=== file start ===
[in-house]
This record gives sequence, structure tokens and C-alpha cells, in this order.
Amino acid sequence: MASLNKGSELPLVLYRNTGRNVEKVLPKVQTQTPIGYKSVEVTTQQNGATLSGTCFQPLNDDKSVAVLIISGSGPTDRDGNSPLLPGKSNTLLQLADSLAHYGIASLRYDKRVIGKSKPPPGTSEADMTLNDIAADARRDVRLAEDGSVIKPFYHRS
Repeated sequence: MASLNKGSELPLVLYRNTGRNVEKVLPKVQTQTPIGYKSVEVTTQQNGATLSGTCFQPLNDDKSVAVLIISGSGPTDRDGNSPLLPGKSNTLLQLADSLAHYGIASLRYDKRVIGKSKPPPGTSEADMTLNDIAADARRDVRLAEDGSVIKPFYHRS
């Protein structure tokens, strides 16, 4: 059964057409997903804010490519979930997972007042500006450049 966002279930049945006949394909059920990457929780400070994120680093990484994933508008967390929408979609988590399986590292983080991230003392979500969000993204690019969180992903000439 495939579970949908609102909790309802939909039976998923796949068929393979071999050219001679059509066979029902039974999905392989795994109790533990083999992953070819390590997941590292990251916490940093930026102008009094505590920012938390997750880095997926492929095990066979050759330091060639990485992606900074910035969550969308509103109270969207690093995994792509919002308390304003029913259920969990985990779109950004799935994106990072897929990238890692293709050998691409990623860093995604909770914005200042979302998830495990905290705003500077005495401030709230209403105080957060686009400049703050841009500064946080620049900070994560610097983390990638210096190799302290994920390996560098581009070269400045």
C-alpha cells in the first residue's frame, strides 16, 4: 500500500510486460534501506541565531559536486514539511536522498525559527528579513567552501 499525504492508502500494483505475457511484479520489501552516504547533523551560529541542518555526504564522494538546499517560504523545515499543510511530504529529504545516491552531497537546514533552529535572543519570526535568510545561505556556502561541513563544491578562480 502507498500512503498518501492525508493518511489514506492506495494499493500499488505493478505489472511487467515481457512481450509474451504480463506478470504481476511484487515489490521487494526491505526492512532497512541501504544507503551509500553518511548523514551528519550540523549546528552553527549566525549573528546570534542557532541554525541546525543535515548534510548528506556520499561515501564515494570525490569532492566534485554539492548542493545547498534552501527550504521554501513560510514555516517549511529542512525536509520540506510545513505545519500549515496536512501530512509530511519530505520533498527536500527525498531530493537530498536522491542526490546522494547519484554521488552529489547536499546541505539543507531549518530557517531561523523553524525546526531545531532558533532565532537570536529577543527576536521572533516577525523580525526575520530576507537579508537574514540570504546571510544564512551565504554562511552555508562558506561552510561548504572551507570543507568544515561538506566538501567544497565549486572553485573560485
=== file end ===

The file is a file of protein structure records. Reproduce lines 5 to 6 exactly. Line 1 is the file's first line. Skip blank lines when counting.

């Protein structure tokens, strides 16, 4: 059964057409997903804010490519979930997972007042500006450049 966002279930049945006949394909059920990457929780400070994120680093990484994933508008967390929408979609988590399986590292983080991230003392979500969000993204690019969180992903000439 495939579970949908609102909790309802939909039976998923796949068929393979071999050219001679059509066979029902039974999905392989795994109790533990083999992953070819390590997941590292990251916490940093930026102008009094505590920012938390997750880095997926492929095990066979050759330091060639990485992606900074910035969550969308509103109270969207690093995994792509919002308390304003029913259920969990985990779109950004799935994106990072897929990238890692293709050998691409990623860093995604909770914005200042979302998830495990905290705003500077005495401030709230209403105080957060686009400049703050841009500064946080620049900070994560610097983390990638210096190799302290994920390996560098581009070269400045």
C-alpha cells in the first residue's frame, strides 16, 4: 500500500510486460534501506541565531559536486514539511536522498525559527528579513567552501 499525504492508502500494483505475457511484479520489501552516504547533523551560529541542518555526504564522494538546499517560504523545515499543510511530504529529504545516491552531497537546514533552529535572543519570526535568510545561505556556502561541513563544491578562480 502507498500512503498518501492525508493518511489514506492506495494499493500499488505493478505489472511487467515481457512481450509474451504480463506478470504481476511484487515489490521487494526491505526492512532497512541501504544507503551509500553518511548523514551528519550540523549546528552553527549566525549573528546570534542557532541554525541546525543535515548534510548528506556520499561515501564515494570525490569532492566534485554539492548542493545547498534552501527550504521554501513560510514555516517549511529542512525536509520540506510545513505545519500549515496536512501530512509530511519530505520533498527536500527525498531530493537530498536522491542526490546522494547519484554521488552529489547536499546541505539543507531549518530557517531561523523553524525546526531545531532558533532565532537570536529577543527576536521572533516577525523580525526575520530576507537579508537574514540570504546571510544564512551565504554562511552555508562558506561552510561548504572551507570543507568544515561538506566538501567544497565549486572553485573560485